During that time, groups of people came from Los Angeles and Santa Barbara to join the occupation and they maintained that the park would be re-occupied if negotiations failed
Presidio of San Francisco
It had been a fortified location since September 17,1776, when New Spain established it to gain a foothold on Alta California and the San Francisco Bay. It passed to Mexico, which in turn passed it to the United States in 1848. As part of a 1989 military reduction program under the Base Realignment, on October 1,1994, it was transferred to the National Park Service, ending 219 years of military use and beginning its next phase of mixed commercial and public use. In 1996, the United States Congress created the Presidio Trust to oversee and manage the interior 80% of the parks lands, with the National Park Service managing the coastal 20%. In a first-of-its-kind structure, Congress mandated that the Presidio Trust make the Presidio financially self-sufficient by 2013, the park is characterized by many wooded areas and scenic vistas overlooking the Golden Gate Bridge, San Francisco Bay and the Pacific Ocean. It was recognized as a California Historical Landmark in 1933 and as a National Historic Landmark in 1962, battery Chamberlin, seacoast defense museum and artillery display at Baker Beach built in 1904.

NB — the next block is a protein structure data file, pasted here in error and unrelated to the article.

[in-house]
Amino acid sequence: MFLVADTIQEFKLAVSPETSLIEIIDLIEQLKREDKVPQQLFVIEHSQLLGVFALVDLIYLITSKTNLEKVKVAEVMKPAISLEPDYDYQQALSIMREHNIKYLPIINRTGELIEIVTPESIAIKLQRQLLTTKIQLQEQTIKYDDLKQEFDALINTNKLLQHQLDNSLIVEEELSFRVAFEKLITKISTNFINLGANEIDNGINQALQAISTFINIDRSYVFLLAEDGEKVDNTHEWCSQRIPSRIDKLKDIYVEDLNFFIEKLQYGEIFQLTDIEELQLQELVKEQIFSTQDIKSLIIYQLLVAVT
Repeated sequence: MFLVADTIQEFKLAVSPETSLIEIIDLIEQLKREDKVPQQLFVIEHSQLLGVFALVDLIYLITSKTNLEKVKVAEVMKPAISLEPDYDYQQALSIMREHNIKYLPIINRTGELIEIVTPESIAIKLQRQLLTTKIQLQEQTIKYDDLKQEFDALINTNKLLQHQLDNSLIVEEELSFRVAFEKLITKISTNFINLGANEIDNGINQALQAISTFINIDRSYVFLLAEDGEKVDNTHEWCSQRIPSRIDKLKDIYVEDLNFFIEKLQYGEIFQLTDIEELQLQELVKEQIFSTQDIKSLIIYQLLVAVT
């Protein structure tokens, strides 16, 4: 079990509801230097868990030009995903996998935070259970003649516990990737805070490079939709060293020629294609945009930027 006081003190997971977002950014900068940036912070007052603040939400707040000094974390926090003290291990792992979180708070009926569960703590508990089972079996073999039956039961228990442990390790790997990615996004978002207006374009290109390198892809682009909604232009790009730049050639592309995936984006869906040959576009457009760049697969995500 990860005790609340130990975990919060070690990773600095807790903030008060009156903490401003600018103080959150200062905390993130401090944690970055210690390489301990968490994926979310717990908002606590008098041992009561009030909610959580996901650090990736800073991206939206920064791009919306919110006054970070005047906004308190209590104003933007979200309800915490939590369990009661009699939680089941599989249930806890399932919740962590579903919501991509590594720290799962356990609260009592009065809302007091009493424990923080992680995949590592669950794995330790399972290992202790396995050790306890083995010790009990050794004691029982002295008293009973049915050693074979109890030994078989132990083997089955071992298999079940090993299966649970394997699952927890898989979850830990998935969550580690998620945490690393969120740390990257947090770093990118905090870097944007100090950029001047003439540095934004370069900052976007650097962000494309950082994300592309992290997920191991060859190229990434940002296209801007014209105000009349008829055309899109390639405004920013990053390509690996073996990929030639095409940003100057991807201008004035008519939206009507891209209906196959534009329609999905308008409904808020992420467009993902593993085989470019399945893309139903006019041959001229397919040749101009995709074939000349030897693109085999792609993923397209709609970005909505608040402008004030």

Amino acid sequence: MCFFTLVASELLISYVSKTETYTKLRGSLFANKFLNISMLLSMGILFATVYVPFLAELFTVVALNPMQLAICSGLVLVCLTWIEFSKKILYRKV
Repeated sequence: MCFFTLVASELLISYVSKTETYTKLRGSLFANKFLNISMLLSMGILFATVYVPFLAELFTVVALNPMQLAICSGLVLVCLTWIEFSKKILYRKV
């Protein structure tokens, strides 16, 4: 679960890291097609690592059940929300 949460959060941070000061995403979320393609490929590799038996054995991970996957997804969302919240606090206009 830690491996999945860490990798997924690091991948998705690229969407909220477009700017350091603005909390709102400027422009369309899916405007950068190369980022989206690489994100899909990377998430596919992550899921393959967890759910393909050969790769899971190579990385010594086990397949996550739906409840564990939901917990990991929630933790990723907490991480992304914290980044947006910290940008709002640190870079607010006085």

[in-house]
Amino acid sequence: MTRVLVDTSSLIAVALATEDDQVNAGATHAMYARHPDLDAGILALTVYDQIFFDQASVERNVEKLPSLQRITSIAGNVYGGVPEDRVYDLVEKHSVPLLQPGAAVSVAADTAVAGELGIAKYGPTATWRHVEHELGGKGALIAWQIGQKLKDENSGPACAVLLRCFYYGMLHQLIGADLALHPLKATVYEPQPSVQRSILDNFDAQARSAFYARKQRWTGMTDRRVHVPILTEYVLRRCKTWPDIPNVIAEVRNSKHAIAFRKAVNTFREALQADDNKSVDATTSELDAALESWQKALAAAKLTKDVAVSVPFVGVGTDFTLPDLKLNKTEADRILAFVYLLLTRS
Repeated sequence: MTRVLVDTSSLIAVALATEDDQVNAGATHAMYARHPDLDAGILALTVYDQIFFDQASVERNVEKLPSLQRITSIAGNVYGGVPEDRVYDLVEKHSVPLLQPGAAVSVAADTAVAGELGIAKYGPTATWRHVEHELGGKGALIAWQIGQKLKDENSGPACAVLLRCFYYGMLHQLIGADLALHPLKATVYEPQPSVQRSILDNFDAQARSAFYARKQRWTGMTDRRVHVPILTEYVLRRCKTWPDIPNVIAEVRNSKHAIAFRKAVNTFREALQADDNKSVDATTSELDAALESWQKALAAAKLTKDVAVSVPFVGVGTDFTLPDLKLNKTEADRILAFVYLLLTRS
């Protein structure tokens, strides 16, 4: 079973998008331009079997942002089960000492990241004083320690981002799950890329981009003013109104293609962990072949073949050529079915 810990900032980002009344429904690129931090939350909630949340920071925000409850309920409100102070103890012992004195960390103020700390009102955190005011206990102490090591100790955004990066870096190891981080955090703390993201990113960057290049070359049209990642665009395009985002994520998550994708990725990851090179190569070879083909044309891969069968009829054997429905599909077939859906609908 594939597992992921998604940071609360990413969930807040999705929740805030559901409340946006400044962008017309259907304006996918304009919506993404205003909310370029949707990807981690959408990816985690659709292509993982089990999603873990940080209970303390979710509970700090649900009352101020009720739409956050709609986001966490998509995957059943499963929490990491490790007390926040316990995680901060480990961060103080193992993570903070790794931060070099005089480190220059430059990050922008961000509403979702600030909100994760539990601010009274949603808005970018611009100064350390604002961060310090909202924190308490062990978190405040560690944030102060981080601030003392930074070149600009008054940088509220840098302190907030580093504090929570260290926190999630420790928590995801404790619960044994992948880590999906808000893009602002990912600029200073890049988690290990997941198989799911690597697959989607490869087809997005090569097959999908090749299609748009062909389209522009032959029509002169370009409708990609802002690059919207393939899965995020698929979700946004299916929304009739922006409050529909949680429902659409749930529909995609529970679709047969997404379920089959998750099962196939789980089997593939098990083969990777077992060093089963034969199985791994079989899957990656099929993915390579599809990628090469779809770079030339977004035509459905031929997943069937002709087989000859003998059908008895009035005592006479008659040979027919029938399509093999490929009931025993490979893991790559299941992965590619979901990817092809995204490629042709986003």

Fort Point,1861 brick and granite fortification located under the Golden Gate Bridge, the visitor center, open on Friday and Sunday, offers video orientations, guided tours, self-guiding materials, and a bookstore. Gulf of the Farallones National Marine Sanctuary Visitor Center, This center offers hands-on marine-life exhibits, the building was used by the Coast Guard from 1890 to 1990. Golden Gate Bridge Pavilion, opened May 2012 for the 75th anniversary of the Golden Gate Bridge and it is located just east of the southern end of the bridge. Crissy Field Center is an environmental education center with programs for schools, public workshops, after-school programs, summer camps. The Center is operated by the Golden Gate National Parks Conservancy, the facilities include interactive environmental exhibits, a media lab, resource library, arts workshop, science lab, gathering room, teaching kitchen, café and bookstore. The landscape of Crissy Field was designed by George Hargreaves, the project restored a naturally functioning and sustaining tidal wetland as a habitat for flora and fauna, which were previously not in evidence on the site.